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A Source for Workplace Safety News and Notes - from ComplianceSigns.com

April 27, 2017

NSC: Construction Workers Say Productivity Trumps Safety on Worksites

Employee perceptions of workplace safety April 2017
A National Safety Council survey found 58% of US construction workers feel that safety takes a back seat to productivity and completing job tasks. What's more, 51% say management does only the minimum required by law to keep employees safe, and 47% say employees are afraid to report safety issues. By comparison, 36% of employees in 144 other industries surveyed feel their employers prioritize productivity over safety.

The Employee Perceptions of Workplace Safety findings were released just ahead of Workers' Memorial Day on April 28 and the National Safety Stand-Down to Prevent Falls in Construction, May 8-12.

A total of 4,836 people died in workplace incidents in 2015, and 937 of those killed were construction workers, according to the Bureau of Labor Statistics. Falls are the second leading cause of death in the workplace, and more than half of fall-related deaths each year occur in the construction industry, according to Injury Facts 2017.

"Sadly the results of our survey indicate that many workers still worry about whether they will make it home safely tonight, said NSC President and CEO Deborah A.P. Hersman. "We call on all employers to renew their commitment to keep everyone safe, on every job, each and every day."  

Gauging perceptions toward safety at work may help provide further insight into workplace deaths. Other key findings from workers across all industries include:

  • 32% feel management ignores worker safety performance when determining promotions
  • 62% say everyone is involved in solving job safety issues
  • 63% of employees feel they work in areas or at stations that are set up ergonomically correct
  • 48% of employees believe safety meetings are held less often than they should be
  • 47% believe performance standards are higher for job tasks than for safety; this percentage is higher among construction industry workers, where 67% feel this way
  • 33% of employees working in transportation and warehousing do not agree that management has a written policy that expresses their attitude about employee safety
The survey is based on the Council's Employee Perception Surveys.

Resources:



April 18, 2017

April Workplace Safety News & Notes

Here's a collection of safety news from around the web:

Keep out from under crane loadsRevised Design Standard for Below-the-hook Lifting Devices

The ASME BTH-1 standard for the design of below-the-hook lifting devices has been revised. The new edition, released as ASME BTH-1-2017 - Design of Below-the-Hook Lifting Devices, updates and supersedes the 2014 version of the standard, continuing to serve as a guide for designers, manufacturers, purchasers, and users of below-the-hook lifting devices. Read more here.


OSHA Delays Enforcement of Construction Silica Standard

OSHA has announced a delay in enforcement of the crystalline silica standard that applies to the construction industry. The agency has determined that additional guidance for employers is necessary due to the unique nature of the requirements in the construction standard. Originally scheduled to begin June 23, 2017, enforcement will now begin Sept. 23, 2017. OSHA expects employers in the construction industry to continue to take steps either to come into compliance with the new permissible exposure limit, or to implement specific dust controls for certain operations as provided in Table 1 of the standard. Construction employers should also continue to prepare to implement the standard's other requirements, including exposure assessment, medical surveillance and employee training. Read the OSHA news release.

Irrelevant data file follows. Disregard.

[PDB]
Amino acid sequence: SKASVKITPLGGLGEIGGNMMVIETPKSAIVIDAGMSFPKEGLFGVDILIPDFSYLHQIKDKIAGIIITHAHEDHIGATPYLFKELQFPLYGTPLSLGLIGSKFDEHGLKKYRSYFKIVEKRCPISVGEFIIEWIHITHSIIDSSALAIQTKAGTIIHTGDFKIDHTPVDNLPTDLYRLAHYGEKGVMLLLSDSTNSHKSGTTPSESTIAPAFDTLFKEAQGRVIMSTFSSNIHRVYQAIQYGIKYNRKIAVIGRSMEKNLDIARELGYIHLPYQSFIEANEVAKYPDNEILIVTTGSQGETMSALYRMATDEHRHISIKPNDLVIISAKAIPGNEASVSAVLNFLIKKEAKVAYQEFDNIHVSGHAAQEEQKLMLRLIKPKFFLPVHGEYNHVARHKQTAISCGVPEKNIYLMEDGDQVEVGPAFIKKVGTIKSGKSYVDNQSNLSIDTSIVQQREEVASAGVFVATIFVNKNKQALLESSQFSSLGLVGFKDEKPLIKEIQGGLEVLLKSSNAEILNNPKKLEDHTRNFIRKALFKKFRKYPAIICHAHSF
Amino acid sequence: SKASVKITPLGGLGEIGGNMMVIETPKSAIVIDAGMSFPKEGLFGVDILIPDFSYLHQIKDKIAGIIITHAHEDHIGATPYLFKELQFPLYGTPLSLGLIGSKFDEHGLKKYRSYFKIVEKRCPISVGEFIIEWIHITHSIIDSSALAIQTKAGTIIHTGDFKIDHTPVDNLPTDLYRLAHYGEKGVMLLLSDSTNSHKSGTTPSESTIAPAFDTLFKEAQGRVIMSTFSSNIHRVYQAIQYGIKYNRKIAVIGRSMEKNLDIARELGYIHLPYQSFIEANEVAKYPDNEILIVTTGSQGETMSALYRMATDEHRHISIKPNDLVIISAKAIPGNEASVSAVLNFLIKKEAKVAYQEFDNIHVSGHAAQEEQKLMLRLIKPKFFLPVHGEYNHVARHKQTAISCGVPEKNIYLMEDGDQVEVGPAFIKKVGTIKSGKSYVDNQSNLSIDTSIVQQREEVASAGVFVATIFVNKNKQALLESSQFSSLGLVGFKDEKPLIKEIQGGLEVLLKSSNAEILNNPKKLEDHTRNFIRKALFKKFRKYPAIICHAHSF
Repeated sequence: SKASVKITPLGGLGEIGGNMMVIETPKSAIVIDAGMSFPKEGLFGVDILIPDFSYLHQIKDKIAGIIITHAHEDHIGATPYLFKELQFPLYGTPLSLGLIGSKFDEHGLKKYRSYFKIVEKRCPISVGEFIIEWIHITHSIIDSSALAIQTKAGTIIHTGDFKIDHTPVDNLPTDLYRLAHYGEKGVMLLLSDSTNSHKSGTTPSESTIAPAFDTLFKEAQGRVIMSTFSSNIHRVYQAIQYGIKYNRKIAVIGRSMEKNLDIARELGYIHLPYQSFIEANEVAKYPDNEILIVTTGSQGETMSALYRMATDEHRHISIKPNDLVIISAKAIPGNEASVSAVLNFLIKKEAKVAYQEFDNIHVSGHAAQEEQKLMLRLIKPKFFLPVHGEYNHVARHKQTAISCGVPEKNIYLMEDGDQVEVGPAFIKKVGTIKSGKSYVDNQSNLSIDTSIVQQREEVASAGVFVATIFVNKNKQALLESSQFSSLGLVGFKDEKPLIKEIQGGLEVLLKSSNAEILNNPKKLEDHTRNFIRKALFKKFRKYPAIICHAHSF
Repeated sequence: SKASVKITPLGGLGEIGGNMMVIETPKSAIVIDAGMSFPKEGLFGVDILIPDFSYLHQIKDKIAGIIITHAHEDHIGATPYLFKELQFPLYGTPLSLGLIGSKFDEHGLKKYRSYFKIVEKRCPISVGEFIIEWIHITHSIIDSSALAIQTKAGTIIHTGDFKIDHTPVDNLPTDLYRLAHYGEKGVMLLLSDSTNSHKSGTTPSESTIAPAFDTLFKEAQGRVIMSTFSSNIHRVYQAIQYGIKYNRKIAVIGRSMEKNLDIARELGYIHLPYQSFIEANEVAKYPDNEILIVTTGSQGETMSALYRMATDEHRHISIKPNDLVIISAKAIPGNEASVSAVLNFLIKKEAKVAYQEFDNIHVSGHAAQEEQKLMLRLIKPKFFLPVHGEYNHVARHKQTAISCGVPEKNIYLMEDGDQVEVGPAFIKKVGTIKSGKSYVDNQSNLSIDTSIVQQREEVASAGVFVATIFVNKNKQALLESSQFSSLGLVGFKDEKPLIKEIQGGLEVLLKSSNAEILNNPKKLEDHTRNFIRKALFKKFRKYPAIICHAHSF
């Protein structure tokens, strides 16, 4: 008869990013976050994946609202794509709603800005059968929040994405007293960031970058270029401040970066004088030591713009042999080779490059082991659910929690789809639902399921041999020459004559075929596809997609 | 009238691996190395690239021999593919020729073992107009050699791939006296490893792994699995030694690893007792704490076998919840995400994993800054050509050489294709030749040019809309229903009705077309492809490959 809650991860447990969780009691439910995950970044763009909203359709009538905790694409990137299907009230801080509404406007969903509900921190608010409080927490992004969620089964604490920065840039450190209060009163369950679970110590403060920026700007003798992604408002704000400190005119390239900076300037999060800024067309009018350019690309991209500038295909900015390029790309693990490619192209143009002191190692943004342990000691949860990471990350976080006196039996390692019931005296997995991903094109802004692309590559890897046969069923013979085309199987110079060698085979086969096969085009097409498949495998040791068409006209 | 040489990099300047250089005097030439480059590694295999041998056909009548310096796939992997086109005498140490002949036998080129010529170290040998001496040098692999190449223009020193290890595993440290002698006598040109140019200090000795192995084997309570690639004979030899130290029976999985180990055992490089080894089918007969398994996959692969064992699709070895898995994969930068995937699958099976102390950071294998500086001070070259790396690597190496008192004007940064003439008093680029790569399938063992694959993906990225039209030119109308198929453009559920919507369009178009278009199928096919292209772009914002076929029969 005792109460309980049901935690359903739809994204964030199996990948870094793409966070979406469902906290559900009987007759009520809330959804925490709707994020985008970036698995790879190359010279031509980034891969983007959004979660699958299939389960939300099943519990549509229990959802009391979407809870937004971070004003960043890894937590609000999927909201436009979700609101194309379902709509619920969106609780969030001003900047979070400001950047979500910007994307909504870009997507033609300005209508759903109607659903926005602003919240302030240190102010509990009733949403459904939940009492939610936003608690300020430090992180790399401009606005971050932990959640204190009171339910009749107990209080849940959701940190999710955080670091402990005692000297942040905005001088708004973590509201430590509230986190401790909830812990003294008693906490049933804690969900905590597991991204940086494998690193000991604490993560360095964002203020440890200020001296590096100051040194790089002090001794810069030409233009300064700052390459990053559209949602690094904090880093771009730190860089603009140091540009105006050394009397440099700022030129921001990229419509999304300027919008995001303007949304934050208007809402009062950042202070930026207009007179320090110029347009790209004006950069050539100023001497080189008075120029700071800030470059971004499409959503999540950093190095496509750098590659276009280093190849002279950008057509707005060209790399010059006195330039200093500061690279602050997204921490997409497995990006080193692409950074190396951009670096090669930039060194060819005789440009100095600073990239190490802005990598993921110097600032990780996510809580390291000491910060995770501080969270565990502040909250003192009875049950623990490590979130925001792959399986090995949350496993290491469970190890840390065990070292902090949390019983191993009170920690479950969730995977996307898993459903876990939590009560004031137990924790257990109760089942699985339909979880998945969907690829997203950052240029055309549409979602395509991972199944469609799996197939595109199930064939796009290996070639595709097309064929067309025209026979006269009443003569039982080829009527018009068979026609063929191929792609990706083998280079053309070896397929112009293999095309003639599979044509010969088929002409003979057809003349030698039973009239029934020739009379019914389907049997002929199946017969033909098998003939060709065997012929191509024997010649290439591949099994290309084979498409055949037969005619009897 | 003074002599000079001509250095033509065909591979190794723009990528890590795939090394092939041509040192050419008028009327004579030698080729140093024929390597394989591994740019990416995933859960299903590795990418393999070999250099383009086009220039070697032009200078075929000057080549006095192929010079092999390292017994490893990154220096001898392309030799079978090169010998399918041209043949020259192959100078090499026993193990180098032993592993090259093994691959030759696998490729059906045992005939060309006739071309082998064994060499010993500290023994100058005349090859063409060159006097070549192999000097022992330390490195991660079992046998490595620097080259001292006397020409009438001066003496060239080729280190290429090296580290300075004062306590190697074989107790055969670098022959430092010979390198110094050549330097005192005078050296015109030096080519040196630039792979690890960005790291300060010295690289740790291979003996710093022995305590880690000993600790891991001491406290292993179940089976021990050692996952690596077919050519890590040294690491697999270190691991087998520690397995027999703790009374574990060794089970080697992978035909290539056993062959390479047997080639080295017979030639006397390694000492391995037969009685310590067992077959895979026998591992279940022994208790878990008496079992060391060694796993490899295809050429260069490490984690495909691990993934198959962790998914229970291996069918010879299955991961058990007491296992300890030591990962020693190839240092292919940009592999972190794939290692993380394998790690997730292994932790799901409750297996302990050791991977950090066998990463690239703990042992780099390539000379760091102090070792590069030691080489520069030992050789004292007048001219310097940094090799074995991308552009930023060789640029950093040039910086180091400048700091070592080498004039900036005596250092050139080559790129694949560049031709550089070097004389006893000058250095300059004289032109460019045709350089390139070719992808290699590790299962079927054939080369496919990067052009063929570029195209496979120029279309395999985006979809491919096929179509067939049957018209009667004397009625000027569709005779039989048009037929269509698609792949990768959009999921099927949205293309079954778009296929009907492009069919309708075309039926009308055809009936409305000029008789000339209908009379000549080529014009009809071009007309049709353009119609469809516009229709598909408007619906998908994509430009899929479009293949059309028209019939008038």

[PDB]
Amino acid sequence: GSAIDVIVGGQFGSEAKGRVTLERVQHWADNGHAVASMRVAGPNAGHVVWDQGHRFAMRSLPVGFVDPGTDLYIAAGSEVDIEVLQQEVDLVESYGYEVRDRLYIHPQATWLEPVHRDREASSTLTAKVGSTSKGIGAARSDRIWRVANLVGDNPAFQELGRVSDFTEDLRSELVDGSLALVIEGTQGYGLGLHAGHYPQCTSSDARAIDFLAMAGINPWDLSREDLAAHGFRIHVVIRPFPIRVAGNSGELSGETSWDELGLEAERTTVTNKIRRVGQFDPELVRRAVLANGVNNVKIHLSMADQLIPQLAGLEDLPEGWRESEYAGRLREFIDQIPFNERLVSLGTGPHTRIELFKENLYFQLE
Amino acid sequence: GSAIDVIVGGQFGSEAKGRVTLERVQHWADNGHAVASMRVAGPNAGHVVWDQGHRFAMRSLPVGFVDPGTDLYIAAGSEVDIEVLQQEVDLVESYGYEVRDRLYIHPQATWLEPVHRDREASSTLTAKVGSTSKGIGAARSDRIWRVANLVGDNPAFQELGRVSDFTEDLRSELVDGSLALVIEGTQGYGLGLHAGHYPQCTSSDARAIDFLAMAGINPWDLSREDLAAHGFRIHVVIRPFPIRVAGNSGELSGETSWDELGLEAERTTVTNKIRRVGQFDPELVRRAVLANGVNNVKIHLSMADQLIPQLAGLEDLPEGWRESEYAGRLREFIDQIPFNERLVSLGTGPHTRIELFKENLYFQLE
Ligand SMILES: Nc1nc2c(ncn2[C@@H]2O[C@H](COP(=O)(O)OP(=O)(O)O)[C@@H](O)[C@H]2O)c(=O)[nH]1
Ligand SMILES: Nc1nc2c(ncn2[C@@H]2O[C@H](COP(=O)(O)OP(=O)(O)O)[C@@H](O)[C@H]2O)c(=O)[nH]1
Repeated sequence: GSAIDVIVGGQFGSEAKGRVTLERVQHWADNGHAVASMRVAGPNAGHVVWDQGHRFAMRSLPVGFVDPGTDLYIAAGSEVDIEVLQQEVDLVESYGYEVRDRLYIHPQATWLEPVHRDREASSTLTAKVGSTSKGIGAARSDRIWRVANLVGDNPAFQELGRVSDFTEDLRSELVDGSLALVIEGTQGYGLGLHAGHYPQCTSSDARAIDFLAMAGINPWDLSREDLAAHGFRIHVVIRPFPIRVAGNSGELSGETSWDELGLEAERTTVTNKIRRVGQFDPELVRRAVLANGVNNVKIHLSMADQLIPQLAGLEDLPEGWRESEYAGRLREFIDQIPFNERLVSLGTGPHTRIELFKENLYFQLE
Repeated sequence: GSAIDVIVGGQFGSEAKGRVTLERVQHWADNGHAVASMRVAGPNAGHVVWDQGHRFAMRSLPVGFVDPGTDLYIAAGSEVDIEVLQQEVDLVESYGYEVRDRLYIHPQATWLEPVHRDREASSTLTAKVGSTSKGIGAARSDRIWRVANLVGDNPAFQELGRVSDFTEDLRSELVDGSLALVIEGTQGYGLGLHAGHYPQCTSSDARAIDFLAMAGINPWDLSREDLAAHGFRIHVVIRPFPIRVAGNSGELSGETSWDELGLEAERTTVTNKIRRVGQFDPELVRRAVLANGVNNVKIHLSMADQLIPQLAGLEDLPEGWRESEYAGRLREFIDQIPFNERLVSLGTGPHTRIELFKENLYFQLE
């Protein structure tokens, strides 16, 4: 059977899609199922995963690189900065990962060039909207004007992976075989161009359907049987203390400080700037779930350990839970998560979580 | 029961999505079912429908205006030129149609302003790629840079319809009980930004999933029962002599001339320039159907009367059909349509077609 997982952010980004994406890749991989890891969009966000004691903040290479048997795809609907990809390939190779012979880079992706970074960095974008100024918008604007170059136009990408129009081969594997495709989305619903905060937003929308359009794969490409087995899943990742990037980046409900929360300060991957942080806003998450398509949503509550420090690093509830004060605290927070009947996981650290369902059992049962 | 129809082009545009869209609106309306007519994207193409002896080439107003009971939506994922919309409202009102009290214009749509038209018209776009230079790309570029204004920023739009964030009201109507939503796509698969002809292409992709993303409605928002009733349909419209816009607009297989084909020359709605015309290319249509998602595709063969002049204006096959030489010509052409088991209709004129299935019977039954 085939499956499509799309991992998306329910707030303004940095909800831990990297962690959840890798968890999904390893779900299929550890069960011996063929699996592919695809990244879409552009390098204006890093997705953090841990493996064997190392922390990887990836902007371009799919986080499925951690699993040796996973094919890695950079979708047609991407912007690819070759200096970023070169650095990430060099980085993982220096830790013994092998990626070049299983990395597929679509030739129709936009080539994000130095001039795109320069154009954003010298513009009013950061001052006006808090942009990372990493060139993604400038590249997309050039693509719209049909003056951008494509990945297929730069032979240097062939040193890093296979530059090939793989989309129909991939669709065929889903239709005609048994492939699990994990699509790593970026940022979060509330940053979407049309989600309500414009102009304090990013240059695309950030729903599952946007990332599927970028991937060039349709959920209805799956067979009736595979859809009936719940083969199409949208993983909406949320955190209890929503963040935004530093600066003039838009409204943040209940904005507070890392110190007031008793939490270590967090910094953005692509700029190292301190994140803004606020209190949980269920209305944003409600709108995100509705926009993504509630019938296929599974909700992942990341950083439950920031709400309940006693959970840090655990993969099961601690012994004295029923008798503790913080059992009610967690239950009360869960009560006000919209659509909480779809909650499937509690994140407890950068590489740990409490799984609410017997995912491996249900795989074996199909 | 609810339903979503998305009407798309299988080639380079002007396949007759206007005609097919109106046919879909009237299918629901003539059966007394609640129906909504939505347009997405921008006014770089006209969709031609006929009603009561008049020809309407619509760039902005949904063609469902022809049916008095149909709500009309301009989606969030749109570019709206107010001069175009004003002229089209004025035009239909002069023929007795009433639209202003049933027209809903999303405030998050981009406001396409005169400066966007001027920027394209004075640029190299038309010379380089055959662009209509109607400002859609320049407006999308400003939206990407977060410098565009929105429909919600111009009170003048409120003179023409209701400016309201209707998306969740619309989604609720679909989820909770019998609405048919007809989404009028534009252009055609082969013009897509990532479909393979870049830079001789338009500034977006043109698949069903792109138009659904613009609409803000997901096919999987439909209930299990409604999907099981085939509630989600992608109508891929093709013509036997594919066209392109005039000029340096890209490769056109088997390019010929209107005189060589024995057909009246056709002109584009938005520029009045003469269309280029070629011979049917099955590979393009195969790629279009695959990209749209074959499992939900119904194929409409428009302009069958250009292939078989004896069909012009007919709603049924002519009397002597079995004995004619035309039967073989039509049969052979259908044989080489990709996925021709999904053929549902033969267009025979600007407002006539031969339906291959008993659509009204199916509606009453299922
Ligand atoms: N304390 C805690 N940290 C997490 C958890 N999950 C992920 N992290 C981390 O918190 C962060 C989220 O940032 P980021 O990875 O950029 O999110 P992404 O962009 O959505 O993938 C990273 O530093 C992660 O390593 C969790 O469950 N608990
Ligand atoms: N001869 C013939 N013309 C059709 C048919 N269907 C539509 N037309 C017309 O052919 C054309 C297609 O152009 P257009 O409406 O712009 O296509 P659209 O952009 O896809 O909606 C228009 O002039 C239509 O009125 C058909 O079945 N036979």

New OHSN Modules Track Sharps Injuries and Blood and Body Fluid Exposures

Sharps Disposal Only
NIOSH has announced the release of two new modules that track sharps incidents and blood and body fluid exposures for healthcare workers using the Occupational Health Safety Network (OHSN). This network collects existing injury data to help identify jobs that are at the highest risk for injury within their facility. The new modules help employers and employees track and analyze most of the common, high risk, preventable injury and exposure events among healthcare workers. Learn more.


Employer Resources for Distracted Driving Awareness Month

No dialling talking texting while driving
Every April the National Safety Council promotes Distracted Driving Awareness Month to raise awareness of the many dangers of distracted driving. The NSC offers a variety of materials to support distracted driving education, including these resources for employers: A company cell phone policy kit, a case study of a major US company that banned cell phone use, and a new distracted driving online course. Learn more here.


Upcoming Free Safety Webinars Presented by OH&S

April 27 - Eye Injury Prevention: Let's Take a Closer Look
May 10 - FR PPE Standards - Compliance vs Certification
May 11 - Safety Initiatives in the Upstream Oil & Gas Industry
May 24 - Beat the Heat: An Intro to Heat Stress
Learn more or sign up here.

April 13, 2017

2017 National Safety Stand-Down to Prevent Falls May 8-12

Fall protection required
Fatalities caused by falls from elevation continue to be a leading cause of death for construction employees, accounting for 350 of the 937 construction fatalities recorded in 2015 (BLS data). To help reduce construction falls, employers and workers are invited to participate in the fourth annual National Safety Stand-Down to prevent falls in construction, to be held May 8-12. The week-long outreach event encourages employers and workers to pause during the work day to talk about fall hazards and prevention.

What is a Safety Stand-Down?


A Safety Stand-Down is a voluntary event for employers to talk directly to employees about safety. Any workplace can hold a stand-down by taking a break to focus on fall hazards and reinforcing the importance of fall prevention. It's an opportunity for employers to have a conversation with employees about hazards, protective methods, and